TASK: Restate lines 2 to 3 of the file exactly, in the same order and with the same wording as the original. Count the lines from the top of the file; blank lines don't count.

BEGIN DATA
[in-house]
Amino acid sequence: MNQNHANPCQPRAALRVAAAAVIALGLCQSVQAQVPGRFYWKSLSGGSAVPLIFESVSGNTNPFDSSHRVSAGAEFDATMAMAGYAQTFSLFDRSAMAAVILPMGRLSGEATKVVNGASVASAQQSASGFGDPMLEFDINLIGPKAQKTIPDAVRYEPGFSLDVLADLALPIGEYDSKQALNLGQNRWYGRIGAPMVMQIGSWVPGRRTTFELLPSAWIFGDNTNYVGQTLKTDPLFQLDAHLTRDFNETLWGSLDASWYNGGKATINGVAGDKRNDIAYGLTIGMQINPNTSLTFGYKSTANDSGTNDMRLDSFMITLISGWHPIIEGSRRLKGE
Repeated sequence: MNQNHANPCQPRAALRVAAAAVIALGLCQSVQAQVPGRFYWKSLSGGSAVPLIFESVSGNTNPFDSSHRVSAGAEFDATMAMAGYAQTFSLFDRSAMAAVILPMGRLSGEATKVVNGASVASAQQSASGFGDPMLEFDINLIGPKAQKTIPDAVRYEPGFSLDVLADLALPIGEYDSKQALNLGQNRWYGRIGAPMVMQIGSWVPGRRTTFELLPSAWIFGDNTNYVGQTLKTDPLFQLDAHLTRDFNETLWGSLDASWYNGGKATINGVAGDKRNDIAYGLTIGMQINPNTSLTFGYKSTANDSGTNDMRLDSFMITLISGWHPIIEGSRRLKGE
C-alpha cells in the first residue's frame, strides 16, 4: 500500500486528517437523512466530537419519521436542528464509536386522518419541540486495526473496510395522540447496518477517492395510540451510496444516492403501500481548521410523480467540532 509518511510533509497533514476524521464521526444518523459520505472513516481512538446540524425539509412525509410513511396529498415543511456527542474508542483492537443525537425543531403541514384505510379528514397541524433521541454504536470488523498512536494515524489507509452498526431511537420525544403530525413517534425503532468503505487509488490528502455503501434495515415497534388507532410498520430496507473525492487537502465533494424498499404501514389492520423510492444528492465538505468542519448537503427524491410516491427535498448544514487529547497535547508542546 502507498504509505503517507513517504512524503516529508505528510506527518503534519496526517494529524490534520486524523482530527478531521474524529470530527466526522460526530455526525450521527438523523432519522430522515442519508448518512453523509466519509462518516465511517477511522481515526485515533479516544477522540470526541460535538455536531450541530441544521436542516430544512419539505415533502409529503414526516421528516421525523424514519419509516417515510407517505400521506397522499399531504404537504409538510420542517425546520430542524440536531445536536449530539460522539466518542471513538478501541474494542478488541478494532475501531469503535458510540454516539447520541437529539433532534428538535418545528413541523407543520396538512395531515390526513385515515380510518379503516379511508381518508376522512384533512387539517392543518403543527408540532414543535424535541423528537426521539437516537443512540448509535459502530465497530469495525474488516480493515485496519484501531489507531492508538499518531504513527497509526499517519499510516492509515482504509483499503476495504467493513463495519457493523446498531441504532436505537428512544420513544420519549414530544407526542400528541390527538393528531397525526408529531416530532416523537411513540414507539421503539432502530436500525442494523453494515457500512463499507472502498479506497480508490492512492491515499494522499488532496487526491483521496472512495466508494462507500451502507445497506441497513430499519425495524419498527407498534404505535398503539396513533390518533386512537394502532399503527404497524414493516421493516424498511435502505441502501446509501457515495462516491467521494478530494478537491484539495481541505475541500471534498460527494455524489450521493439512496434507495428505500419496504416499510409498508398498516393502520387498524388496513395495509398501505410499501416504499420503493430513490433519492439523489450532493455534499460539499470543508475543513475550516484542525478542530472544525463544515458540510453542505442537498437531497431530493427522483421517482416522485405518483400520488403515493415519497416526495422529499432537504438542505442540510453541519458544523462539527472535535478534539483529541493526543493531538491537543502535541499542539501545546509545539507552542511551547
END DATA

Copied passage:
Amino acid sequence: MNQNHANPCQPRAALRVAAAAVIALGLCQSVQAQVPGRFYWKSLSGGSAVPLIFESVSGNTNPFDSSHRVSAGAEFDATMAMAGYAQTFSLFDRSAMAAVILPMGRLSGEATKVVNGASVASAQQSASGFGDPMLEFDINLIGPKAQKTIPDAVRYEPGFSLDVLADLALPIGEYDSKQALNLGQNRWYGRIGAPMVMQIGSWVPGRRTTFELLPSAWIFGDNTNYVGQTLKTDPLFQLDAHLTRDFNETLWGSLDASWYNGGKATINGVAGDKRNDIAYGLTIGMQINPNTSLTFGYKSTANDSGTNDMRLDSFMITLISGWHPIIEGSRRLKGE
Repeated sequence: MNQNHANPCQPRAALRVAAAAVIALGLCQSVQAQVPGRFYWKSLSGGSAVPLIFESVSGNTNPFDSSHRVSAGAEFDATMAMAGYAQTFSLFDRSAMAAVILPMGRLSGEATKVVNGASVASAQQSASGFGDPMLEFDINLIGPKAQKTIPDAVRYEPGFSLDVLADLALPIGEYDSKQALNLGQNRWYGRIGAPMVMQIGSWVPGRRTTFELLPSAWIFGDNTNYVGQTLKTDPLFQLDAHLTRDFNETLWGSLDASWYNGGKATINGVAGDKRNDIAYGLTIGMQINPNTSLTFGYKSTANDSGTNDMRLDSFMITLISGWHPIIEGSRRLKGE